Q25  Mr Newmark: If I can turn to borrowing, unsecured lending growth appears to be diminishing, according to your latest report that I saw, while secured borrowing has continued to grow fairly strongly. One explanation has been that banks are tightening their lending criteria. How widespread do you think such tightening has been and what is the chance of such tightening becoming more widespread?

  Mr King: There is no doubt that the rate of unsecured borrowing growth has fallen, most extremely, I think, in the case of credit cards, where two years ago credit card borrowing was growing at the rate of more than 20% a year and now it is growing at between 2 and 3% a year. So a very significant fall in the rate of growth of credit card borrowing. To be honest, that is probably a welcome development. We have commented here before that we think that the developments on the secured debt side have largely followed development in house prices and have not given rise to an experience of default or mortgage arrears. The housing market is still a very safe form of lending for the lenders. However, it is in the unsecured market where we have seen the problems of personal debt. Both from the borrowers' side as well as the lenders' side, there has been a recognition that those rates were unwise, and growth rates have really tailed off enormously.

  Q26  Mr Newmark: The fact that there is something like £1.3 trillion of loans out there, does that give you some cause for concern, or do you simply say: "Actually, it doesn't bother me; what I really focus on is the default rates, and as long as people can afford it they can keep borrowing and borrowing"?

  Mr King: In terms of housing debt what matters, really, is the relationship of the debt to the house value, allowing a pretty wide margin for fluctuations in house prices as well as their ability to service the mortgage. What we have seen is that with much lower interest rates in recent years it has been easier to service mortgage debt, and that has made it possible for people to borrow more in order to purchase houses of a higher price, but we have not seen an adverse experience in terms of repayment or arrears. That is a decision best left to those households themselves. It is on the unsecured side that we have seen a number of problems of household debt and difficulties that many households have got themselves into. So, both the borrowers and the lenders have been adjusting to that.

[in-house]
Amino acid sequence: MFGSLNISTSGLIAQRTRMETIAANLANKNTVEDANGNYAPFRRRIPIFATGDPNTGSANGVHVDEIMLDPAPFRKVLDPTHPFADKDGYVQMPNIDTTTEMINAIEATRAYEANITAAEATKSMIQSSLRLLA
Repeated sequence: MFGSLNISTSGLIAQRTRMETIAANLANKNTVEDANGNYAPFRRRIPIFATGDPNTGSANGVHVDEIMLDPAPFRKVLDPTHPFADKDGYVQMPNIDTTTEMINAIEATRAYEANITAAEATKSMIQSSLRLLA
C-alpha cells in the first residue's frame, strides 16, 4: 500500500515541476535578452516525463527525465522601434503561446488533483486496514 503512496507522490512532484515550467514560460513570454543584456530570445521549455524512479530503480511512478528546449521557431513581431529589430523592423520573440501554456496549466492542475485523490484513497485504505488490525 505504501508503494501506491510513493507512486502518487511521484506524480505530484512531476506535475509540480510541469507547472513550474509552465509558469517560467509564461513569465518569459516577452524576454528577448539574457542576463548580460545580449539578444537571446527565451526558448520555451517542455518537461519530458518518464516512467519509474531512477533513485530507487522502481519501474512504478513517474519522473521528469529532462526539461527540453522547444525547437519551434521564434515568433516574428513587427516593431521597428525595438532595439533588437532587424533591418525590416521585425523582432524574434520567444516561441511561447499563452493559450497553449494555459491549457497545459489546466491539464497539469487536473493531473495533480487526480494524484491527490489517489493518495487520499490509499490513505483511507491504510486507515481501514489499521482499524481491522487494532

Q27  Mr Newmark: If I take what you say, you are saying there has been a huge amount of lending historically, and the fact that there has been some tightening (not wanting to put words in your mouth) in the sub-prime or the unsecured market, should I say, is probably a good thing. I am just curious: what are the consequences of a widespread tightening of lending criteria? Is there an impact on the economy? Is there not? Obviously, there is an impact on people personally.

  Mr King: The impact you would see would be in terms of the growth of borrowing overall. As you pointed out, given that secured borrowing, which is the vast majority of overall debt (something like 83% of total borrowing is in the form of secured borrowing), the growth rate of debt overall and, hence, the impact on the economy is largely determined by the secured side, not the unsecured debt.

  Q28  Mr Love: Following on from that and some of your earlier answers, Professor David Miles has suggested (he is another expert in this area alongside Kate Barker) that there is an element of speculation in house prices, and that at some stage that has to come out. If you look at the problems in America, the problems have arisen because house prices are falling. Do you have any concerns about that?